If “St. Vincent” feels like a rehash of familiar movie trope, you’re right. The plot is neither original nor particularly engaging after so many takes. What makes it work is tweaks which create a deeper character and the comedy talent at play. “St. Vincent” is thematically weak, but strengthened by the presence of those involved.
Maggie (McCarthy), a single mother, moves into a new home in Brooklyn with her 12-year old son, Oliver (Lieberher). Forced to work long hours, she has no choice but to leave Oliver in the care of their new neighbor, Vincent (Murray), a retired curmudgeon with a penchant for alcohol and gambling. An odd friendship soon blossoms between the improbable pair. Together with a pregnant stripper named Daka (Watts), Vincent brings Oliver along on all the stops that make up his daily routine – the race track, a strip club, and the local dive bar. Vincent helps Oliver grow to become a man, while Oliver begins to see in Vincent something that no one else is able to: a misunderstood man with a good heart. (Synopsis by Weinstein)
Let’s get the obvious out of the way: only Naomi Watts pulls off a believable accent in character. Murray’s “Irish” brogue comes and goes; at times not even sounding like him. McCarthy’s accent is nearly indistinguishable except when she lays it on heavy for certain “Boston” words. For a movie set in Brooklyn, it occasionally begins to sound like a poor man’s “Good Will Hunting.” The kid has no accent. To be fair, Watts gets to play heavy Russian, which is more of a caricature than an accent. At least it is consistent.
But the come-and-go, awful accents are the only real shortcoming. Sure, the story is basically “About a Boy,” but each of the actors know their role so well that it elevates what is a fairly thin and generic script. Murray, playing the titular character, deftly moves between the focus and the background in the way only a veteran comedy actor can. He should be given special credit for structuring Lieberher as the center of most the humor. Murray deftly steps aside or plays the straight man to allow Lieberher to get the laugh. This is a break out role for Lieberher, who is the most memorable character in a strong cast.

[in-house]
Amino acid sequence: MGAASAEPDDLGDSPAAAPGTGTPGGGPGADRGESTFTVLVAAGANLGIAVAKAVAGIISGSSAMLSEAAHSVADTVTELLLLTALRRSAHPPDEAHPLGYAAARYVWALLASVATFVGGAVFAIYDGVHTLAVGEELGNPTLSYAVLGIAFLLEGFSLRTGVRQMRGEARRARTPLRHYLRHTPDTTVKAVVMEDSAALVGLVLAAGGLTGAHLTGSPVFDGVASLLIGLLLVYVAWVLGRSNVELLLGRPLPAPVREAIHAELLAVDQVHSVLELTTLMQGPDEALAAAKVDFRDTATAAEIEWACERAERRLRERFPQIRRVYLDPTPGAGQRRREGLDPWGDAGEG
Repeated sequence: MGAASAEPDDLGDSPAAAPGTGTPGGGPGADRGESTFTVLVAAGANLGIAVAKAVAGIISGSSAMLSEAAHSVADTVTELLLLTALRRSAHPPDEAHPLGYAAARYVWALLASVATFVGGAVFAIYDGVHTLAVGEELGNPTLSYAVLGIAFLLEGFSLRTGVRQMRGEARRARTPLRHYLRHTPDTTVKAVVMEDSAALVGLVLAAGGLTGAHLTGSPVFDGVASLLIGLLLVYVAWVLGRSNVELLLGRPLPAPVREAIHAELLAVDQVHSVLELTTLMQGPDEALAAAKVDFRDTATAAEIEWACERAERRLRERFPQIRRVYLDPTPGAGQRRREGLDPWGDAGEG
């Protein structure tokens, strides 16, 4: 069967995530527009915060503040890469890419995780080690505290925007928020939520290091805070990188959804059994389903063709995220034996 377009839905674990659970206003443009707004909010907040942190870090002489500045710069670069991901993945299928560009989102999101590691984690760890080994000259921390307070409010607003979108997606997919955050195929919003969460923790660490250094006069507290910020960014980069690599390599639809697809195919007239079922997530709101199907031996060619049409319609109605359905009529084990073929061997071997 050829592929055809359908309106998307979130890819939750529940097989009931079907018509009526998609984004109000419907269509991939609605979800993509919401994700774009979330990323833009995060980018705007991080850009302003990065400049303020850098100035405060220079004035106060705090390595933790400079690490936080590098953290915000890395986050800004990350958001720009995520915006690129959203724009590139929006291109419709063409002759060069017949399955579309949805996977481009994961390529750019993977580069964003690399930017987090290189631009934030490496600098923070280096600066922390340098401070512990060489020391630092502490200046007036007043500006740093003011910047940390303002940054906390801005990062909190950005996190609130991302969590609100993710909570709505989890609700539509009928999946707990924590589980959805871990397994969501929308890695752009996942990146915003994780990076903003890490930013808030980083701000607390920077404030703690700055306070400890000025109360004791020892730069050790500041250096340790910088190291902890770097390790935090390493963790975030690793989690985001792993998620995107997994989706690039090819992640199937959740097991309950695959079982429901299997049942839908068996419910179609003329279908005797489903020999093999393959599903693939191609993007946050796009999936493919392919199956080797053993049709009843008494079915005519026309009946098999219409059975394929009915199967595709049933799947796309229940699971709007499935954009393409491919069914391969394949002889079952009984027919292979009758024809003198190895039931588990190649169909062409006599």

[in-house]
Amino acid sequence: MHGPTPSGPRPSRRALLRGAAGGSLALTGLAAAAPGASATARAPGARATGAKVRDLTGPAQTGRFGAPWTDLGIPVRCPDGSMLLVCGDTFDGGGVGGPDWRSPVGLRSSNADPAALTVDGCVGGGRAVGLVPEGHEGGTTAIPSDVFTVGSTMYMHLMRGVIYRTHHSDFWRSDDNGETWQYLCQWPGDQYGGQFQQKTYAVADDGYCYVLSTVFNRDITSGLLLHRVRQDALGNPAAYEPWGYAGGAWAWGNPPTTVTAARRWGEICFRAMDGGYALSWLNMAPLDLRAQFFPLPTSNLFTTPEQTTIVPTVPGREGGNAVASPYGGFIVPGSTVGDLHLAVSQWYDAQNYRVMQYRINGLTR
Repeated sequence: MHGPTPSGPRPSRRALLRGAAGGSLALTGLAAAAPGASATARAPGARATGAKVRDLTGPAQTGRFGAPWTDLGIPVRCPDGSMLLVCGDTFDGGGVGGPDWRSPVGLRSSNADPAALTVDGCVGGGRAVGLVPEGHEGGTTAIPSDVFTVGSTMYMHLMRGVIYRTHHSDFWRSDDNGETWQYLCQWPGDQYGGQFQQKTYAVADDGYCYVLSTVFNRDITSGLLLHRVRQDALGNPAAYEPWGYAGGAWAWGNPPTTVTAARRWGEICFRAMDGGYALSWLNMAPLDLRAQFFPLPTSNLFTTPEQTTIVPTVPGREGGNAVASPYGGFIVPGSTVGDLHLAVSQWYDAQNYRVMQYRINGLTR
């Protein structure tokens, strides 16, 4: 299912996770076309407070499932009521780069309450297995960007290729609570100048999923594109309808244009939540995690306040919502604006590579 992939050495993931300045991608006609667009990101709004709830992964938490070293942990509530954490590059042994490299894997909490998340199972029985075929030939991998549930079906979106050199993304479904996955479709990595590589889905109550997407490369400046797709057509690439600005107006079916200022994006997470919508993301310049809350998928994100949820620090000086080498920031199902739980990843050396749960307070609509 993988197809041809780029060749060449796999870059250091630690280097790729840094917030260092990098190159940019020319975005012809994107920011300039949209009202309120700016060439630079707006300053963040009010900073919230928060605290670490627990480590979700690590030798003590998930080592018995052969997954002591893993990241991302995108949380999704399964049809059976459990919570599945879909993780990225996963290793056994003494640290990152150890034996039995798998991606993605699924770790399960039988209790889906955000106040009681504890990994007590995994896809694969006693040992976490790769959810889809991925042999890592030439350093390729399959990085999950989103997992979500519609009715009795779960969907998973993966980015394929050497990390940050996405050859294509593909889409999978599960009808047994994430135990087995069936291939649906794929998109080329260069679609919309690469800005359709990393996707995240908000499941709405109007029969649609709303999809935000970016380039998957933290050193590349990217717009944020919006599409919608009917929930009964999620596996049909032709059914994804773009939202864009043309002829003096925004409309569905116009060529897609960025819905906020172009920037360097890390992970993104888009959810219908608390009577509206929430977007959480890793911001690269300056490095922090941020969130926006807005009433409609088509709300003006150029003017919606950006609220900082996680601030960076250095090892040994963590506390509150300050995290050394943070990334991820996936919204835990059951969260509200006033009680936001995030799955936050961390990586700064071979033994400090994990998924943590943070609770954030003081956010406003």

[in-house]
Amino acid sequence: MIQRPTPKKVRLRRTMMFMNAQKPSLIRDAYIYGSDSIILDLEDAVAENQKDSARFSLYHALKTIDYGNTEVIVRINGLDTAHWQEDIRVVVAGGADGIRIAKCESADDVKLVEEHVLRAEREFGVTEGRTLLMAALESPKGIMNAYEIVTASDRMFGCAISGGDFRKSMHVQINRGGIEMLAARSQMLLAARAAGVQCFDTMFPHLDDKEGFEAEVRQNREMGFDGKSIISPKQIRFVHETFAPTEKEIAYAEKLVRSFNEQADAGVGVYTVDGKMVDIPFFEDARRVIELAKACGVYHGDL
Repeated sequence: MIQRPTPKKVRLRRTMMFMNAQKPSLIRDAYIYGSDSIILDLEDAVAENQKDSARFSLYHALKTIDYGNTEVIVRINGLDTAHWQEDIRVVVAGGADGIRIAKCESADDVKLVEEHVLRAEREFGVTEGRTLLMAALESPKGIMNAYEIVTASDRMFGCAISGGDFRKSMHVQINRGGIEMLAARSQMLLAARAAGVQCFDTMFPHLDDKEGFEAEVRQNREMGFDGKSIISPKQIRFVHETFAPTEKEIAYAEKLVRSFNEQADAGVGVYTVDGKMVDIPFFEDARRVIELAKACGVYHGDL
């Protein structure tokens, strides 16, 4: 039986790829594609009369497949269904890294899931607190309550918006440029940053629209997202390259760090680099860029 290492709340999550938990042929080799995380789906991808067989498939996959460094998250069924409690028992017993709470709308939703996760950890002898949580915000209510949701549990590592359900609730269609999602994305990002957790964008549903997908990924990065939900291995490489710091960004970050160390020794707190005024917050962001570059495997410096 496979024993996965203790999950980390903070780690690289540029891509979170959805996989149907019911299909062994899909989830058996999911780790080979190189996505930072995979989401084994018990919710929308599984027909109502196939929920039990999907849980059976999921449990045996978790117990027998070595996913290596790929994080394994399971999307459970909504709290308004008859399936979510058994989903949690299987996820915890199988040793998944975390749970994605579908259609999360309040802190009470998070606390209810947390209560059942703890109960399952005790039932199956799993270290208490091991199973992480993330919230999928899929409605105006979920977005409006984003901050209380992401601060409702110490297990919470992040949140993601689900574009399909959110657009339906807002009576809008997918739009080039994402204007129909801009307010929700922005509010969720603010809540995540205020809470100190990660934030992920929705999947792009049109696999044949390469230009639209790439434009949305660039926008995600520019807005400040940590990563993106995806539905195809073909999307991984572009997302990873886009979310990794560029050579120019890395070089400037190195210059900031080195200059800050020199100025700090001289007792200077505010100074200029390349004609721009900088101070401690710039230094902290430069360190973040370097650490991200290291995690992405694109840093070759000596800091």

McCarthy plays a fairly diminished role, but this is a different performance from her usual humor. She gets a couple of zingers in, but most of the time she provides the dramatic tension. There is a clever moment towards the end where she has to pull off a fairly complicated plot reversal with emotional range. She does splendidly. Hopefully this will open more doors for her beyond being the comedic sidekick.
The trick to getting this movie “right” is to engage the audience in the characters enough that they fall for the emotional traps. “St. Vincent” makes you care just enough, with sufficient laughs to make it worthwhile. It isn’t as good as “About a Boy,” but this is a solid delivery for the genre. The scenes with Chris O’Dowd as Oliver’s teacher are hysterical. Murray and McCarthy pull off their roles with enough resonance to draw you in. Even when Murray’s plot line gets a little hackneyed, he is a strong enough actor to reel it back in. Thankfully, Murray does just enough weird “Bill Murray stuff” to be funny without being a distraction. This isn’t Wes Anderson level Murray work. But it doesn’t need to be, and Murray is experienced enough to recognize that. At points it is noticeable that Murray isn’t in top form. Maybe this was little more than a money grab for him. Who knows? Murray is an enigma.
“See It/ Rent It/ Skip It”: See it. Go just for the Catholic schoolroom scenes. O’Dowd is a genius.
THREE STARS out of four.
Directed by Theodore Melfi
Rated PG-13 for mature thematic material including sexual content, alcohol and tobacco use, and for language.
Runtime: 1 hour and 43 mins.